At the same time I was still digesting the fact that my 401(k) was finishing up the week gasping for air when as you might expect through the wonders of modern telecommunications comes another post from What Would Dad Say called “The Greatest Fraud in American History”: Uncovered Last Week in Minneapolis.

The story by itself comes under the heading of "you can't make this stuff up" and is told as only can tell it. It is one of those stories about a crook that defies belief. Were it not for the mother of all market meltdowns plus an election, as the piece reports, we all would likely have heard much more about it.

Be all that as it may, when I read it, "Dad's" closing comment struck me yet once again with the thought of "Boy I wish I had said that because it really says a lot of what I was trying to say when I posted Defining Worth in the first place.

"...Nearly every top executive I have ever met sets unbelievably high standards for themselves, maybe just because they know down deep that if it is fuzzy in the pulpit it is foggy in the pews. Plus they just know right from wrong. I believe customers as well as employees can tell if a company is being built on the right ’stuff.’"
Wishful thinking?

Friday, October 10, 2008

Defining Worth

When I talk about the quality of our Roundtable discussions, those who read this blog who are ExecuNet members will understand immediately when I say that given the financial and economic turmoil boiling around us it is both educational and comforting to be able to listen to and learn from an audience that, while deeply concerned, continues to bring much needed perspective, and dare I say it - hope.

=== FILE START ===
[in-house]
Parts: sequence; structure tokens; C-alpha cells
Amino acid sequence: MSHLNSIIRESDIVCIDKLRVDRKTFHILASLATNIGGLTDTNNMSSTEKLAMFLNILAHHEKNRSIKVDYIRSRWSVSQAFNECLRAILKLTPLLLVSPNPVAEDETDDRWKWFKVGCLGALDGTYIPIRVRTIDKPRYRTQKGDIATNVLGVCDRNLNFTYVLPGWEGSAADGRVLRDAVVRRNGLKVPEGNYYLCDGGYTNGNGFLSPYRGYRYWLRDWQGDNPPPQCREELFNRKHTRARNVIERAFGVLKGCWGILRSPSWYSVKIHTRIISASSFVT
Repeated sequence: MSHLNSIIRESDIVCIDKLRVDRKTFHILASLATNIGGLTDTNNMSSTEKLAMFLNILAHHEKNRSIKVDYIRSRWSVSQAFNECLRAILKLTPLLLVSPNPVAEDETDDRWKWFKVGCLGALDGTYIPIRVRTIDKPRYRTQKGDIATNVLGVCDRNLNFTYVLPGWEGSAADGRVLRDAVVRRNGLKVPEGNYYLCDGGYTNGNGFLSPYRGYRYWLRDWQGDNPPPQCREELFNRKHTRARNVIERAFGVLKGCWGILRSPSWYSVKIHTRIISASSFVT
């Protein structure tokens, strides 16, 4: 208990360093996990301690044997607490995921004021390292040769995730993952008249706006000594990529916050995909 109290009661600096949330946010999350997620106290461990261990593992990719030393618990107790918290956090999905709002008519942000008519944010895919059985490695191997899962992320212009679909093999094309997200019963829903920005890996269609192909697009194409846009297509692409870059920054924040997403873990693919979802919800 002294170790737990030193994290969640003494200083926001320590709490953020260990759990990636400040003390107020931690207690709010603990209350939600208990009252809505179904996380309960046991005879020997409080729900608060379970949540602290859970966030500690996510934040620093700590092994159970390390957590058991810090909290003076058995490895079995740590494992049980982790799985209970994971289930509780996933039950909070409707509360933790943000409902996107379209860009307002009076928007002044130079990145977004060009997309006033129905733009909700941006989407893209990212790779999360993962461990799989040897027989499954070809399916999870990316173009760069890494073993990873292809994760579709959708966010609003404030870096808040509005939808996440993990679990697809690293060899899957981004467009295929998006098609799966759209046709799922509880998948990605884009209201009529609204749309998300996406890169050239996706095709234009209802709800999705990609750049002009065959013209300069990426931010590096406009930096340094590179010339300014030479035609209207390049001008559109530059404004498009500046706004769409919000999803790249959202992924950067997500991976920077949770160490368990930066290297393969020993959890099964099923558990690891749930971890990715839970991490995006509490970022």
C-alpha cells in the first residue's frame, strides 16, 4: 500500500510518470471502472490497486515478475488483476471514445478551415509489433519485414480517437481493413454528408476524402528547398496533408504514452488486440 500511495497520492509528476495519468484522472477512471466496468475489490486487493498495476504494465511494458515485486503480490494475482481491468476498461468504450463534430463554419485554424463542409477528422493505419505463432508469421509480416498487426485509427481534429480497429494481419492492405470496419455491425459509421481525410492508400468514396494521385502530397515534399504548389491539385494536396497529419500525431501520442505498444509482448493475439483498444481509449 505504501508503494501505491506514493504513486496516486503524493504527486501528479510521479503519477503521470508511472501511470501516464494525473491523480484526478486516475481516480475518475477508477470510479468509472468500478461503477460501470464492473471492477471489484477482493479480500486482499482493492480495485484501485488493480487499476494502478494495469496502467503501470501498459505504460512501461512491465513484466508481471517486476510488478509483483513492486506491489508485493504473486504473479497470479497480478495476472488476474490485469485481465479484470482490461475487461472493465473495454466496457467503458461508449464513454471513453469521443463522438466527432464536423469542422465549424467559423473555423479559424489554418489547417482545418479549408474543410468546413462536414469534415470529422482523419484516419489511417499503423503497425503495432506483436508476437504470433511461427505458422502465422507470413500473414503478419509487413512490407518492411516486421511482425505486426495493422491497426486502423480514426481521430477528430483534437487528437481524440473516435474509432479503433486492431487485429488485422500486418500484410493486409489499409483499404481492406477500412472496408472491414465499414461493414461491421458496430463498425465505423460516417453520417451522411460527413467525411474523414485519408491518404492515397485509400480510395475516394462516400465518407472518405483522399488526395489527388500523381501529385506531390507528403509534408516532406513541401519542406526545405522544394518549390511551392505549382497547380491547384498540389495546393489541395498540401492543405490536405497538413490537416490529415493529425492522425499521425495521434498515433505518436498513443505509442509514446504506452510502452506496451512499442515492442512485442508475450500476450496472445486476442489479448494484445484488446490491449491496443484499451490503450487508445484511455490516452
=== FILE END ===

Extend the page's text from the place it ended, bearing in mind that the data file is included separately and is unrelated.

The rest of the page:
When confronted with the headlines that blind us with one disaster after another in 60 point font and right underneath one reads about the unconscionable compensation connected to the "leadership" of these organizations, it is easy to understand the profound disappointment and anger that millions of us feel at the betrayal of leadership.

Over the past couple of weeks we have seen discussions ranging from members sharing their thoughts with a reporter from the Wall Street Journal who wanted to get their reactions to the impact of all this chaos on a manager's ability to support and motivate staff through such uneasy times to, as you might guess, executive compensation packages that to any rational being seem to be a total disconnect between reward for performance and anything else.